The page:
Book Excerpt: Changing to an Organizing Culture

The Chicago Teachers Union trains troublemakers. Photo: Ronnie Reese, CTU.

Our new book, How to Jump-Start Your Union: Lessons from the Chicago Teachers, shows how activists transformed their union. This excerpt tells a little about their internal organizing.

It was clear from the day the rank-and-file caucus took the helm July 1, 2010 that to defend students and members—in fact, to save public education in Chicago—the union would need to be prepared to strike when its contract expired. But with the local’s last strike more than two decades back, in 1987, most Chicago Teachers Union members had never even participated in a vigorous contract campaign.

So the new leaders had to transform their union culture: they had to inspire and train members in every school to step up. And they had two years to do it.

A first step was to rebuild the union as a force within the schools, with delegates (the elected reps in each school) and rank and filers taking responsibility for enforcing the contract.

This went hand in hand with educating all members about the huge threats facing the union and the students—but with the message that winning was possible if large numbers were in motion.


The new leaders realized that lack of confidence was their biggest barrier to organizing. Members knew that the sky was falling in on public education. They were not so convinced they could do anything about it. Many members believed that parents blamed them for bad schools.

So many, many union meetings at the schools were spent trying to convince members that parents could and would support them.

Staff Coordinator Jackson Potter sketched out their goal: “We’d like to see members taking on their principals and organizing with parents and the community before they so much as pick up the phone to call the union office.”

One key decision was to start an Organizing Department, which had not existed before.


The organizers’ first priority was to make sure every school had a delegate. Many schools had none, or they were not doing the job, though the role of a delegate was minimal: to attend the monthly House of Delegates meetings and report back.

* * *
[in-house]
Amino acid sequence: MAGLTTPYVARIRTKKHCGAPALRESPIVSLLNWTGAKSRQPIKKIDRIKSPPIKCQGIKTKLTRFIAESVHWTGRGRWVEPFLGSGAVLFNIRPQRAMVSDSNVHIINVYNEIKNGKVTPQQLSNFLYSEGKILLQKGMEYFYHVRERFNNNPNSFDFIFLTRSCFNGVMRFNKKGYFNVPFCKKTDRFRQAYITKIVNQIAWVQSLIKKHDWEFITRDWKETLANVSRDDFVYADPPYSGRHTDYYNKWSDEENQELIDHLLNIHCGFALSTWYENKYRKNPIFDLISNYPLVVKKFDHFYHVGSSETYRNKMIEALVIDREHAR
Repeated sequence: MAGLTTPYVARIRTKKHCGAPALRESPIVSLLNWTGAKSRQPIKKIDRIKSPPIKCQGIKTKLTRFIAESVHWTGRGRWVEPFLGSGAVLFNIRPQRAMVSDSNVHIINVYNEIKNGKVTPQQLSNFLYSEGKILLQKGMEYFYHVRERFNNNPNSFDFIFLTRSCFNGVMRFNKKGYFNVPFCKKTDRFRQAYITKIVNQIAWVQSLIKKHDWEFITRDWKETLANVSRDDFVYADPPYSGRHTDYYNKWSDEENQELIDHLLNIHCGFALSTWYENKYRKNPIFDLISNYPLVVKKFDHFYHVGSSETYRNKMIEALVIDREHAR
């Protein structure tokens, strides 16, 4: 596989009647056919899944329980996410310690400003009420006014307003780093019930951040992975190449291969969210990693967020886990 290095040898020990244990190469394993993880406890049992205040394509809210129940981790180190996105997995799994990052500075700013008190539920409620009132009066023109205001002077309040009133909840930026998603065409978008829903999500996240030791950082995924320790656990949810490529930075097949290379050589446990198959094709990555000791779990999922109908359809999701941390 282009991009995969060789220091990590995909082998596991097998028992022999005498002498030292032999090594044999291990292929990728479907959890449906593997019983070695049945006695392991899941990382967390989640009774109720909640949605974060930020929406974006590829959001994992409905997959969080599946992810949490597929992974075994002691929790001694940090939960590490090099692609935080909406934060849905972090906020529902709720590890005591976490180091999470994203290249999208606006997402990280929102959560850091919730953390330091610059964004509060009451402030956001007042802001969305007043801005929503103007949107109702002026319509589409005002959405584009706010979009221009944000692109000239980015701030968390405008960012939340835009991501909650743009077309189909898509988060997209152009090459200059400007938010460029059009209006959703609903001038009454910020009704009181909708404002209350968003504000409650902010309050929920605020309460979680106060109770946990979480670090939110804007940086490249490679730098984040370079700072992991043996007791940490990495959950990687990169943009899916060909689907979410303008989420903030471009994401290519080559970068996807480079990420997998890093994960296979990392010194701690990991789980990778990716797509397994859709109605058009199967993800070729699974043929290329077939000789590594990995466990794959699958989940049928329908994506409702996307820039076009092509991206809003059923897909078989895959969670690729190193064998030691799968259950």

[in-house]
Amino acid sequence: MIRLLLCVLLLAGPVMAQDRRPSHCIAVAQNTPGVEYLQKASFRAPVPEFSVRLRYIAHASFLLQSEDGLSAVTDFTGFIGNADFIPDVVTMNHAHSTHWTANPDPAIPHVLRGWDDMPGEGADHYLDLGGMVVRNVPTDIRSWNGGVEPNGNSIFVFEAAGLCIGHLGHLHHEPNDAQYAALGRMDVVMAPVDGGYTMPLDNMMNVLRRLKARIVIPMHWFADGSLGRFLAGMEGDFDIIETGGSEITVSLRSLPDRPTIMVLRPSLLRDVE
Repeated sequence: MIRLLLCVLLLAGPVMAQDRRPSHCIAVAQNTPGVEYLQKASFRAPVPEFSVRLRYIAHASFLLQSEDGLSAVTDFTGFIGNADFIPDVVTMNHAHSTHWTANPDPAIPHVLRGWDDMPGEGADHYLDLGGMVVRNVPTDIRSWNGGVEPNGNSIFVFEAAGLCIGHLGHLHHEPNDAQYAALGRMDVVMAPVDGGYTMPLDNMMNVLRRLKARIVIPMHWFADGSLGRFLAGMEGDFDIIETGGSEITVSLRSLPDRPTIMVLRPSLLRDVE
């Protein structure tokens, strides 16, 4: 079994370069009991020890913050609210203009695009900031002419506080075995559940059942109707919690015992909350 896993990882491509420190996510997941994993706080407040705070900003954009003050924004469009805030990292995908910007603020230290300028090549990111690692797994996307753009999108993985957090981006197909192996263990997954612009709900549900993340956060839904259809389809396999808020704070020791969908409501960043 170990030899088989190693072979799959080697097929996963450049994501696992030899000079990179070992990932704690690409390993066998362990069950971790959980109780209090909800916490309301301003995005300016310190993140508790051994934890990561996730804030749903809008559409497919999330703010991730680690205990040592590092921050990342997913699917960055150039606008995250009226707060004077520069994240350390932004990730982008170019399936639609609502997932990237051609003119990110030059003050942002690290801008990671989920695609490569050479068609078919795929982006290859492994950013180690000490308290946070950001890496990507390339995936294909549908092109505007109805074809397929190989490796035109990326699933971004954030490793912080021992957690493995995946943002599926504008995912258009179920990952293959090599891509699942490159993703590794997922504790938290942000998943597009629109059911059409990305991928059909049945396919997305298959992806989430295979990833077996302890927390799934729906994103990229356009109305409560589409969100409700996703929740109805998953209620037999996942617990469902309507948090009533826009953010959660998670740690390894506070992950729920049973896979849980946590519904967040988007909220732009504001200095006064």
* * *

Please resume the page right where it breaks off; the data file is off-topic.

“Very few actually had the skills and wherewithal to organize their buildings to combat any sort of tyrannical decision-making by the administration, or deal with contract violations,” said Potter.

“What we wanted was a web of people to facilitate everybody being involved at the school level.”

So once the slate took office, the duties of a delegate changed. “It was organizing,” said Financial Secretary Kristine Mayle. “And educating. We started education at meetings that was more substantive. We started talking school funding and the power structure in Chicago and charters and big picture reform stuff. That’s what started the delegates being more active.”



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To recruit new delegates, organizers went to schools to talk to members in the parking lots or as they were signing out. They called after-school meetings to explain how leaders saw what the members were up against, and they cajoled people to take on the job. If more than one person stepped up, an election was held.

“We talked to people very directly about what we saw as the changing role of delegates,” said organizer Matt Luskin. “Delegates would have to be leaders in their building and organizers of their staff, parents, and school community.”


The most important part of training for new delegates was the organizing attitude.

“Many delegates would complain about members who wouldn’t attend union meetings in the school,” Luskin said. “We encouraged people to think about why people weren’t coming to meetings. Was it the schedule, for instance?

“Many delegates were mad that people weren’t coming to ‘get important information.’ But ‘getting information’ can make for a pretty dull meeting. And how important is it really for me to be there, if it’s just for you to pour info at me? We pushed people to instead make meetings into a place where issues were raised and plans were made.”

The goal was to have a school meeting once a month before or after school, to discuss both building-level issues and larger ones.


“We spent a lot of time talking with people about the ‘whys’ of these activities,” said Luskin. “We tried to avoid just shallow mobilizing—if we were asking delegates to do something we tried to communicate the thinking behind it.

“For example, we wear red shirts on Fridays to show the people who are scared in your school how much support they would have, and to make sure the principals are talking about how widespread it is.”

In other words, the union wanted to make the new strategy very visible. The idea was to win members over to the strategy, not just turn them out to a string of events.

“That big picture discussion of what we are up against and what it would take to win was a key part of school visits,” Luskin said. “This was not the style of organizing where you start with the lowest-common-denominator issue and fight for that, hoping people will get bolder later.

“We said that your jerk of a principal was linked to the increased number of bad ratings teachers were getting systemwide, which then was linked to the overall corporate vision of education reform.

“We said yes, we need to organize to fight on whatever the issue is at your school, but there is no winning on your issue if that doesn’t feed into a citywide fight to change the whole environment we are in.”

To learn much more, order the book. Or hear Chicago educators speak in many workshops at the April 4-6 Labor Notes Conference in Chicago.

A version of this article appeared in Labor Notes #420, March 2014. Don't miss an issue, subscribe today.